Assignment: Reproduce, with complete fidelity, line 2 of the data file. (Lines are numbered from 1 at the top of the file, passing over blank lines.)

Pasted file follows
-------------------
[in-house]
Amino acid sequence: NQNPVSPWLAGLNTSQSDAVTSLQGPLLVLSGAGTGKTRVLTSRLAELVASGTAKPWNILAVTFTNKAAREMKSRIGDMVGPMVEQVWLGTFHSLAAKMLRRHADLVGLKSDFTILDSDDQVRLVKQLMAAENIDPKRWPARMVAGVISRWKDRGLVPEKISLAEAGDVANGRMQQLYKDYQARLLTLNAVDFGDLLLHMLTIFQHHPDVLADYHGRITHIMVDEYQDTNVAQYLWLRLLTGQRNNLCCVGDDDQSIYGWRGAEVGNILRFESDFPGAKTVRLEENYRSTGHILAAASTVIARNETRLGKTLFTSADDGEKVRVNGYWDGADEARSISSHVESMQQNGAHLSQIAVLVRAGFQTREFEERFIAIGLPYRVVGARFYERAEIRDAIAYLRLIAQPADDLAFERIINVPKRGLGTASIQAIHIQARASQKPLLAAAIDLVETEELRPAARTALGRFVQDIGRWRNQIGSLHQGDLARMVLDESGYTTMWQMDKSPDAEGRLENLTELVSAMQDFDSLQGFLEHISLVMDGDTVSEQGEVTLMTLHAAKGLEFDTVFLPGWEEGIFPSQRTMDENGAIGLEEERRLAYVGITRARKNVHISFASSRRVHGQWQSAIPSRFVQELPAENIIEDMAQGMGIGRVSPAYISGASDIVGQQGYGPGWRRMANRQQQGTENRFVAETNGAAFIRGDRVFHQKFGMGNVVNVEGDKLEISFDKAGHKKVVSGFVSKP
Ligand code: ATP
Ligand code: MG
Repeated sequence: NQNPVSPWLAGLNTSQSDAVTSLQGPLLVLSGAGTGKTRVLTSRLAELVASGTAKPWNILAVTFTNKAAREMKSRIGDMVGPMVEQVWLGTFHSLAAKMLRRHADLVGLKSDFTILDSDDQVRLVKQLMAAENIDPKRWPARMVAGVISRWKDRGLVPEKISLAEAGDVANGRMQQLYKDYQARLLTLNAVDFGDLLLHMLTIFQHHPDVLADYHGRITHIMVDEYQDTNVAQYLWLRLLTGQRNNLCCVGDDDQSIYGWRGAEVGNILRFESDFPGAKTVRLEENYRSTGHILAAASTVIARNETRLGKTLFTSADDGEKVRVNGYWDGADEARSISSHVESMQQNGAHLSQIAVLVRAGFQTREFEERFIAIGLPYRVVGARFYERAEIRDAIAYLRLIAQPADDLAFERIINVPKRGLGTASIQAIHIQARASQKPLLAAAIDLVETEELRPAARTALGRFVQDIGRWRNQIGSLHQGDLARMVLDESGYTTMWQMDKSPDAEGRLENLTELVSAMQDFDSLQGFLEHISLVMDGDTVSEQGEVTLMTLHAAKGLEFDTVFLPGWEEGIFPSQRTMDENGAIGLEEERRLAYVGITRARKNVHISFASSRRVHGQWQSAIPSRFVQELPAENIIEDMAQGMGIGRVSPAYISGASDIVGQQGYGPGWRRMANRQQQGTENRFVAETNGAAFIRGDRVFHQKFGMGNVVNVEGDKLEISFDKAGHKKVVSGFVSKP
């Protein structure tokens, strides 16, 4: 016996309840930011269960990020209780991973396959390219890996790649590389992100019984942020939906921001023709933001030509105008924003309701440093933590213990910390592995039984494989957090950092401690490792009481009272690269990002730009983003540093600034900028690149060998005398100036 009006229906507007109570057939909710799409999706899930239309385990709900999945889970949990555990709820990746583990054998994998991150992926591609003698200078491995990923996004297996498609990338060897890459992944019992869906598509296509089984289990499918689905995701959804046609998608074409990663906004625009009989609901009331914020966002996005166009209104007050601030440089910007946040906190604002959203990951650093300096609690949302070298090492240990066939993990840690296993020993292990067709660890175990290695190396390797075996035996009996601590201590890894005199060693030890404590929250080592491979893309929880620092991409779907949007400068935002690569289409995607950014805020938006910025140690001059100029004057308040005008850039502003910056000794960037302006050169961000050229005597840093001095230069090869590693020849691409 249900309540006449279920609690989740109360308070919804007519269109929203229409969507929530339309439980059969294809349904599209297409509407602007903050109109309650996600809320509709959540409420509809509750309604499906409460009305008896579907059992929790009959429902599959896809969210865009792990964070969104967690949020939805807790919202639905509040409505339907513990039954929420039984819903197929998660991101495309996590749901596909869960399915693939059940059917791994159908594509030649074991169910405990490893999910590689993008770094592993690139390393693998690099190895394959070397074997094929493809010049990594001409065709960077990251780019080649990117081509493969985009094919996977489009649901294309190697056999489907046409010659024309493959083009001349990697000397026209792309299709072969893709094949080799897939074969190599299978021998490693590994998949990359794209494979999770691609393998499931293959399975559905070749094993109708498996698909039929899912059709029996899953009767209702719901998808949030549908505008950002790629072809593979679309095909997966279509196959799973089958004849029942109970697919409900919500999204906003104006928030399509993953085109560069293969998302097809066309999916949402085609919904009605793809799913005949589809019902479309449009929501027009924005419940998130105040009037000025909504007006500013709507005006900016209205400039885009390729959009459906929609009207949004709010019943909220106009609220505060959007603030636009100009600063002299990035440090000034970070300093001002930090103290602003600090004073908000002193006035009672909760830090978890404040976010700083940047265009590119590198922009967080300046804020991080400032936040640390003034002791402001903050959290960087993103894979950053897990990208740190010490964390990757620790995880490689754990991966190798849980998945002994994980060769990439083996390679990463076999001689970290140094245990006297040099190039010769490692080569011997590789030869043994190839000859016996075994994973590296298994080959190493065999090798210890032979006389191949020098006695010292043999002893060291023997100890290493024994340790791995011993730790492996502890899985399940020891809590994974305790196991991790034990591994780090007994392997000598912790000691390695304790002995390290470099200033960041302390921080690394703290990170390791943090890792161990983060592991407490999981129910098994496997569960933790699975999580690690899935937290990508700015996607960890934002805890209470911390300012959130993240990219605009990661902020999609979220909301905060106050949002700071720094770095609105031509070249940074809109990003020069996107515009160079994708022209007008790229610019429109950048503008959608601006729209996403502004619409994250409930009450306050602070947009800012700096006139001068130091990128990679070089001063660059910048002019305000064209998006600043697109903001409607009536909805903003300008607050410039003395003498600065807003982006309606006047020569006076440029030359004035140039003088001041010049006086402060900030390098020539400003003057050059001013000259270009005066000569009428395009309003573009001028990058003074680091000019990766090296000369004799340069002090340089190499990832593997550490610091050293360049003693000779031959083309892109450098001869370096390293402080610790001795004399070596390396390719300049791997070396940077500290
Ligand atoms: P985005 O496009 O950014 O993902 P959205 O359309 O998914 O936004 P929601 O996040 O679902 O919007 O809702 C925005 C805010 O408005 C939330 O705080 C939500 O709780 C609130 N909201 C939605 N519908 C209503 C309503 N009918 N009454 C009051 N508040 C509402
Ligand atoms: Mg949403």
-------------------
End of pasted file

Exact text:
Amino acid sequence: NQNPVSPWLAGLNTSQSDAVTSLQGPLLVLSGAGTGKTRVLTSRLAELVASGTAKPWNILAVTFTNKAAREMKSRIGDMVGPMVEQVWLGTFHSLAAKMLRRHADLVGLKSDFTILDSDDQVRLVKQLMAAENIDPKRWPARMVAGVISRWKDRGLVPEKISLAEAGDVANGRMQQLYKDYQARLLTLNAVDFGDLLLHMLTIFQHHPDVLADYHGRITHIMVDEYQDTNVAQYLWLRLLTGQRNNLCCVGDDDQSIYGWRGAEVGNILRFESDFPGAKTVRLEENYRSTGHILAAASTVIARNETRLGKTLFTSADDGEKVRVNGYWDGADEARSISSHVESMQQNGAHLSQIAVLVRAGFQTREFEERFIAIGLPYRVVGARFYERAEIRDAIAYLRLIAQPADDLAFERIINVPKRGLGTASIQAIHIQARASQKPLLAAAIDLVETEELRPAARTALGRFVQDIGRWRNQIGSLHQGDLARMVLDESGYTTMWQMDKSPDAEGRLENLTELVSAMQDFDSLQGFLEHISLVMDGDTVSEQGEVTLMTLHAAKGLEFDTVFLPGWEEGIFPSQRTMDENGAIGLEEERRLAYVGITRARKNVHISFASSRRVHGQWQSAIPSRFVQELPAENIIEDMAQGMGIGRVSPAYISGASDIVGQQGYGPGWRRMANRQQQGTENRFVAETNGAAFIRGDRVFHQKFGMGNVVNVEGDKLEISFDKAGHKKVVSGFVSKP